in the non-ergodic world of investing.
[Taleb, "The Logic of Risk Taking", part of "Skin in the Game",
Incerto series, 2018. ISBN: 978-0425284629]
[Gell-Man, Peters: "Evaluating gambles using dynamics"
[Peters: "Optimal leverage from non-ergodicity" https://arxiv.org/pdf/0902.2965.pdf]
source: Nassim Nicholas Taleb, https://medium.com/incerto/the-logic-of-risk-taking-107bf41029d3
Some of these traps are our own cognitive biases. A comprehensive manual on these biases is given in Kahneman and Tversky's research
(Kahneman, "Thinking Fast and Slow", 2011, ISBN: 978-0374275631). Among them:
loss aversion (investors perceive a dollar lost and a dollar gained differently than their percentage value), overconfidence (confidence greater than predicting abilities),
confirmation bias (viewing information that confirms our view as more important),
availability heuristic (focusing more on recent data and developments, fresh data as more important).
Yet, as Mauboussin points out, it is not simply the existence of individual biases that spurs behavioral inefficiencies on a market. They could be, hypothetically, cancelling each other out.
It is an extreme correlation between opinions among market participants that is dangerous, when the "wisdom of crowds" turns to the "madness of crowds".
5. Factor investing
A popular quantitative investing technique in recent years is called "factor investing" or "smart beta".
It relies on "factors" - quantifiable features that explain differences in stock returns of a subset of stocks
vs a market index.
More that 300 such factors have been identified in financial research literature throughout five decades, a situation referred to as "the factor zoo", although for most there have been replication problems reported in recent years.
Nonetheless the remaining factors have strong research backing. Among the most impactful and widely implemented:
quality, low-volatility, dividend yield.
 see: "...and the Cross-Section of Expected Returns", Harvey et al, 2015  see: "Replicating Anomalies", Hou et al., 2017
source: MSCI (Data normalized from Jan. 1, 1975 with factor tilts on MSCI World Index) via ETF.com: https://www.etf.com/sections/blog/new-msci-indexes-erase-smart-beta
source: Providing Alpha In A Smart Beta World, Arne Staal, Standard Life Investments research paper, https://www.valuewalk.com/2016/10/providing-alpha-smart-beta-world/
source: Defense Beyond Bonds: Defensive Strategy Indices, Fei Mei Chan and Craig J. Lazzara, research by S P Dow Jones Indices, a Division of S P Global
Currently state of the Growth-vs-Value debate:
source: sentimentrader.com, MSCI index data
-there exist a variety of successful investment strategies that are well known and publicly available, yet are unsuitable for some or even most investors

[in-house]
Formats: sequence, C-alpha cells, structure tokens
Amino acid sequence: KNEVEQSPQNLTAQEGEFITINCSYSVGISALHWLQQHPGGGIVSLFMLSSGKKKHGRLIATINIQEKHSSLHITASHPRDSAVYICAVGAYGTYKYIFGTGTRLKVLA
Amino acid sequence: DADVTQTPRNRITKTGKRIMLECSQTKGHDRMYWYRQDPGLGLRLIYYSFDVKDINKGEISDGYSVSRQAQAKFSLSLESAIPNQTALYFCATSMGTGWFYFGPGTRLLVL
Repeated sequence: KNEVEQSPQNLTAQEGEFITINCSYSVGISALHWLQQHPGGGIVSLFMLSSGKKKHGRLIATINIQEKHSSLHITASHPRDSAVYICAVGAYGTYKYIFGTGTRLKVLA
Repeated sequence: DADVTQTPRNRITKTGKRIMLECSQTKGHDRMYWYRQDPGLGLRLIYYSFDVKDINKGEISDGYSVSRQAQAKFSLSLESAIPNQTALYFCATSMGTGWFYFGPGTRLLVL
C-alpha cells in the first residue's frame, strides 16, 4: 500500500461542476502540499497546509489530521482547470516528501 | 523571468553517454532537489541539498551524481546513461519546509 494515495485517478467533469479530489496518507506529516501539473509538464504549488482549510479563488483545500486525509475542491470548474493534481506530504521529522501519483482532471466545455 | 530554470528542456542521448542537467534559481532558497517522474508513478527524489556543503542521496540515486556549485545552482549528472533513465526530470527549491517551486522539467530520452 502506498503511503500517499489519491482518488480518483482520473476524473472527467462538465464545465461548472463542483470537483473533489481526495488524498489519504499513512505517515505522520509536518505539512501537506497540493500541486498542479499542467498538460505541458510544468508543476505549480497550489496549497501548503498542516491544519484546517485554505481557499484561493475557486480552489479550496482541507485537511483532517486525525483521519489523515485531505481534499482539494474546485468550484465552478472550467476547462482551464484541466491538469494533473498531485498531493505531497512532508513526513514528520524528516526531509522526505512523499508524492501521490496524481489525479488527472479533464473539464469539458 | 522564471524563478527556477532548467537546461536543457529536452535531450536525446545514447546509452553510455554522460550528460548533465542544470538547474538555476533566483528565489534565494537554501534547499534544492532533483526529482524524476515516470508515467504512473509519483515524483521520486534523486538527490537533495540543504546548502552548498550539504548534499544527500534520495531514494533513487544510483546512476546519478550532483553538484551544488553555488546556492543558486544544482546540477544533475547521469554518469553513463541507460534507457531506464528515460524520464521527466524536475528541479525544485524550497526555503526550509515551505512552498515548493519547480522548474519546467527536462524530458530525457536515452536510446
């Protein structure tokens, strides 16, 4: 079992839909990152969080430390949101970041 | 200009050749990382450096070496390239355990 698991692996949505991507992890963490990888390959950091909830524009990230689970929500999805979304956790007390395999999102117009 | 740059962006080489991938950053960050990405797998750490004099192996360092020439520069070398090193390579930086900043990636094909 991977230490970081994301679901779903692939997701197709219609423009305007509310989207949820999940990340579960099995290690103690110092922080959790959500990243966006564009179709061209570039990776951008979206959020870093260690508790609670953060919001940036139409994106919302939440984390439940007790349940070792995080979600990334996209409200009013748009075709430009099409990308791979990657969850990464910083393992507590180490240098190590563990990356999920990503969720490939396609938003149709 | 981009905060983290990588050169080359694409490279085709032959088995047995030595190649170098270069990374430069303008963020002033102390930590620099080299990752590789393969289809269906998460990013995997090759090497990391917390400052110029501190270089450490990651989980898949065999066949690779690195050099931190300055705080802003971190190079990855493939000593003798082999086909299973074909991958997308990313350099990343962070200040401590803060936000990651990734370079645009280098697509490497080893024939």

-a winning strategy possesses an "edge" due to either:
informational, analytical, behavioral or technical advantages over other market participants
-skewness and sensitivity to tail risk scenarios explain some of the potential payoffs for following such a strategy
-a need to survive volatility are also obstacles an investor must tackle. Not all investors manage to do so
-behavioral biases and overcrowding trends can lead to fluctuations between the profitability of a known strategy. When a strategy "falls out of favor" and is less widely adopted, it can regain it's previous potential of higher profitability
...which explains how a popular, widely known strategy can survive and continue to be profitable.
As a side note:
The popularity of a strategy lowers it's "edge", or gain over a random, passive market strategy, although it rarely depletes the strategy completely.
"How Can a Strategy Everyone Knows About Still Work?" - A great research article by Cliff Asness, CEO of AQR Capital Management.
Further investigation of the effects of overcrowding on popular factor-style investing strategies (impact on profitability and on liquidity)
"Who Is On the Other Side?" by Michael J. Mauboussin, Director of Research, Blue Mountain Capital Management. A perfect starting point in discussing sources of potential advantages to active investing. https://macro-ops.com/wp-content/uploads/2019/02/Who-Is-On-the-Other-Side.pdf
A comprehensive study of over 300 different investing factors reported in financial research papers is done by Harvey, Campbell R. and Liu, Yan and Zhu, Caroline, "...and the Cross-Section of Expected Returns" (February 3, 2015). Available at SSRN: https://ssrn.com/abstract=2249314 or http://dx.doi.org/10.2139/ssrn.2249314
The authors argue that a much more rigorous statistical procedure for testing significance of a perceived discovery is appropriate for such studies, to account for non-reported failed discoveries and rule out data-mining, resulting in much less actual factors being statistically significant.
A similar test was done in Hou et al., "Replicating Anomalies", 2017. http://www.nber.org/2018LTAM/hou.pdf
Thank you for your attention
And please remember: none of this is investment advice. Investors invest at their own risk. All works cited are copyrighted to their respective owners and sources.